By Tyler Dawson
Dinosaurs… on a spaceship! There are many great Doctor Who episodes and story arcs but none are as perfect as this series 7 gem. It’s got something for everyone: Action, adventure, romance, sorrow, and darkness. I love everything about this episodes from start to finish. All of the dialog is crisp and intelligent, somehow managing to balance witty humor, darkness, and gut wrenching sadness. Also, dinosaurs! On a motherfucking spaceship! You really can’t go wrong with that, I don’t care what you say.
The premise is simple enough: The Doctor stumbles upon a spaceship hurtling toward Earth sometime in the distant future and of course they are going to blow it up with missiles because humans (those assholes ruin everything right?). So the Doctor recruits Queen Nefertiti of Egypt, some generic, sexist, big game hunter, and of course the Ponds (while unwittingly bringing along Rory’s dad, Brian, for the ride). Hilarity ensues! Because did I mention fucking dinosaurs?
So once he gets his gang together, the Doctor pilots the TARDIS to the spaceship and then BAM! A door slides open and we get our first look at fucking DINOSAURS! The Doctor then says with the delight of a five year old, “dinosaurs… on a spaceship!” Thus the adventure begins. As the Doctor begins to doctor the situation, he inadvertently transports himself, Rory, and Brian to a beach which he quickly surmises is the engine room powered by the waves (it is a prehistoric vessel after all!) then instructs Brian and Rory to dig. Brian obviously has this covered because he is a badass and literally has everything with him at all times including a trowel. But of course Rory doesn't have one which leads to the Doctor proclaiming “I do!” when Rory says he is too old to have a Christmas list. Classic Rory. And then they are chased by a motherfucking pterodactyl, because dinosaurs! Which leads to them being captured by two Marvin-esque robots who are really quite entertaining in a Douglas Adams way (fun fact: He was a writer for Who back in the day). Speaking of fun facts, the gentleman who plays Brian “Pond” also was Arthur Weasley in the Harry Potter movies, further intertwining the two franchises (David Tennant as Barty Crouch Jr., anyone?). The robots take them to their leader, but on the way they encounter a motherfucking TRICERATOPS… who loves Brian’s balls. His golf balls, you sick bastards! Because what triceratops wouldn’t like to play a game of fetch with some grass scented golf balls?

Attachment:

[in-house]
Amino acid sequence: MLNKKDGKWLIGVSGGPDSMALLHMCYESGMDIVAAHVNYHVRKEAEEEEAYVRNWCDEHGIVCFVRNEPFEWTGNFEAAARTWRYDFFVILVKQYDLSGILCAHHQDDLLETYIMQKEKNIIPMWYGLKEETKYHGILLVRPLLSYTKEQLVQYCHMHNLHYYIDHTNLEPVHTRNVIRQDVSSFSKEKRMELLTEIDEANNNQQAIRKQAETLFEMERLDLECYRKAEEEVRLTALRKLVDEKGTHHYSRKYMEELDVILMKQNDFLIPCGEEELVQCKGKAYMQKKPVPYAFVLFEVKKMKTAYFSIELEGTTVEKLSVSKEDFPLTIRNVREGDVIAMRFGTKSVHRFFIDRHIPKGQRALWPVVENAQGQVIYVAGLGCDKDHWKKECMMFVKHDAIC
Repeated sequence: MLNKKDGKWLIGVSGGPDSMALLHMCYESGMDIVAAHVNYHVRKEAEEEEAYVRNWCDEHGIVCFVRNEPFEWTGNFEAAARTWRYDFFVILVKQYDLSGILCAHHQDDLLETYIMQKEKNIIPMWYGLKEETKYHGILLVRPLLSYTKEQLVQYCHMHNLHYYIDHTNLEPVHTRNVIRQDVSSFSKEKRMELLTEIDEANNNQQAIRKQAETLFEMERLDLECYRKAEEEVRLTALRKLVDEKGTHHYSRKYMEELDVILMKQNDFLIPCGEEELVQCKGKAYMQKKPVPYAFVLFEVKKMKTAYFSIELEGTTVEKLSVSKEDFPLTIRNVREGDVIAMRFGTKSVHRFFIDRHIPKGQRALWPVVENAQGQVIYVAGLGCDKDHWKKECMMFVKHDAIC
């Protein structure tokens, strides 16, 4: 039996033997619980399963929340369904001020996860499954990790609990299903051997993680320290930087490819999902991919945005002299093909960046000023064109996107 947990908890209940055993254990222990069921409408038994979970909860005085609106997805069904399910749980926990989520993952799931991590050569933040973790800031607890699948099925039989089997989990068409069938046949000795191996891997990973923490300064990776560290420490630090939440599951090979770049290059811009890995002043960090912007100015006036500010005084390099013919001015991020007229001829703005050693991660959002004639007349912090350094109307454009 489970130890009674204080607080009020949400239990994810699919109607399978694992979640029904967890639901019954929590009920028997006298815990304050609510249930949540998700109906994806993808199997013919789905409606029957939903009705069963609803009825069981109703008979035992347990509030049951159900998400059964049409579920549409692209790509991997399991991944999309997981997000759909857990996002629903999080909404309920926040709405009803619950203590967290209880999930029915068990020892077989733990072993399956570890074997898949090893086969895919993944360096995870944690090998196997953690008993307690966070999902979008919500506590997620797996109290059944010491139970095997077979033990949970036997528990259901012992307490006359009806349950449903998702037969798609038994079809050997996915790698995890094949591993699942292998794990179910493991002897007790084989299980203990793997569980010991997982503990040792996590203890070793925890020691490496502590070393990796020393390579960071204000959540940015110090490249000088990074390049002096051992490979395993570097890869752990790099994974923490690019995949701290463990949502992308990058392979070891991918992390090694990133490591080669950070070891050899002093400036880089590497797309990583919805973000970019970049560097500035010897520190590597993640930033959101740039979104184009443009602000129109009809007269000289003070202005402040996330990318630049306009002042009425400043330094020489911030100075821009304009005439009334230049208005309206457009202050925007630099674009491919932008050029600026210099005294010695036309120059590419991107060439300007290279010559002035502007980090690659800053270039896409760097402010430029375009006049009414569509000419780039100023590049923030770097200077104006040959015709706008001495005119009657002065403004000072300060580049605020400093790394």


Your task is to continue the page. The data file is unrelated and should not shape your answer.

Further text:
Finally, after all of these fantastic scenes the episode gets to the real heavy handed meat and potatoes: We meet Solomon, who is a real piece of shit if I’m being honest. Another fun fact! David Bradley, the actor who portrays Solomon, was also in Harry Potter as Argus Finch. It’s like a Harry Potter reunion in here! Additionally he portrayed William Hartnell in the excellent An Adventure Space and Time, which I highly recommend if you are a REAL Whovian. Anyway, he bullies the Doctor into stitching him up from injuries sustained courtesy of raptors by having the robots shoot Brian. What a dick. Fortunately Rory has a nurse pack and fixes Brian right up in a lovely father-son moment. This of course angers the Doctor, but what pisses him off even more is that Solomon confesses to killing all of the Silurians because they wouldn’t give him the dinosaurs. This is one of the only moments in recent Doctor Who memory that you can literally see the disgust in his eyes (very similar to the scene in Runaway Bride when he is flooding the chamber). It is here where we get a glimpse into who the Doctor REALLY is inside and what he is fighting every day of his life, especially in the Matt Smith era.
After exchanging threats, they are then chased by the two robots and they escape by riding our friend the triceratops before arriving to a control panel. The Doctor seems to be without a plan until Rory suggests to check for defense systems and this happens:
Of course there are no defense systems (it’s a fucking ark!) and Rory is once again left looking stupid. Classic Rory. Suddenly Solomon and the robots teleport in, demanding the Doctor give him Nefertiti as she is more valuable than the dinosaurs. Of course the Doctor refuses and Solomon shoots the triceratops. Several times. And it dies. This fucking guy is literally the worst person in the universe. Pretty sure he is worse than the Daleks or Cybermen. And on top of that he fully intends on leaving everyone else on board the ship to die; remember this missiles? Yeah, they launched and shit is getting real.
Inevitably the Doctor finds a way to save the day but here is the kicker and why this episode is my favorite despite it’s silliness: The Doctor kills Solomon. Not directly, of course, but purposefully. He doesn’t even attempt to save him. He doesn’t even offer to. In fact, he is gleeful about it. In his mind this guy is so irredeemable that he doesn’t even grant him the same courtesy that he would his mortal fucking enemies. He just teleports into his ship and explains that he is going to kill him via redirecting the missiles toward him as he escapes and as Solomon begs for mercy the Doctor, who basically tells him to fuck off and enjoy his bounty with a smile on his face. Not only is it a reminder of why exactly he needs companions, but also a great build up to the end of the Pond era. At the end of the episode, the Doctor invites them to drop the dinosaurs off but Rory and Amy decline. This is the first time we see them start to grow apart. Brian, on the other hand, relishes the opportunity and the Doctor takes him literally everywhere. The old man companions are the best (Wilf!).